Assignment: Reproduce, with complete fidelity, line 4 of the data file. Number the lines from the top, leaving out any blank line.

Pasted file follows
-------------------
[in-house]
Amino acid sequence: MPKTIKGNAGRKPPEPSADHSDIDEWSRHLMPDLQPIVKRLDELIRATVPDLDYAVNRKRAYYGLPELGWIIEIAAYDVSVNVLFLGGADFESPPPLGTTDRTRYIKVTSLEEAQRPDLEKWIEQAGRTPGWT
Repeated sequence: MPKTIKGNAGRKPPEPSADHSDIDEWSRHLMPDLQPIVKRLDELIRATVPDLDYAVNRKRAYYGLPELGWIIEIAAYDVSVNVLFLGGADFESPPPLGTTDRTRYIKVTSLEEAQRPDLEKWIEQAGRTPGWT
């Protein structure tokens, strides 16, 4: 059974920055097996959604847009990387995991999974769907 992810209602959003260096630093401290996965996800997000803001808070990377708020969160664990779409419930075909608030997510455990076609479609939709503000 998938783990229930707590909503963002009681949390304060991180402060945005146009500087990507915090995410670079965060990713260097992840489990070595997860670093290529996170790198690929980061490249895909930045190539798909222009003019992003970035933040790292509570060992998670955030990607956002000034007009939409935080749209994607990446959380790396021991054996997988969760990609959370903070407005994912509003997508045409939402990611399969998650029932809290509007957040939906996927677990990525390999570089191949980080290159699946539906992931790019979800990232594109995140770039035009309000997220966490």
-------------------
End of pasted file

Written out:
């Protein structure tokens, strides 16, 4: 059974920055097996959604847009990387995991999974769907 992810209602959003260096630093401290996965996800997000803001808070990377708020969160664990779409419930075909608030997510455990076609479609939709503000 998938783990229930707590909503963002009681949390304060991180402060945005146009500087990507915090995410670079965060990713260097992840489990070595997860670093290529996170790198690929980061490249895909930045190539798909222009003019992003970035933040790292509570060992998670955030990607956002000034007009939409935080749209994607990446959380790396021991054996997988969760990609959370903070407005994912509003997508045409939402990611399969998650029932809290509007957040939906996927677990990525390999570089191949980080290159699946539906992931790019979800990232594109995140770039035009309000997220966490």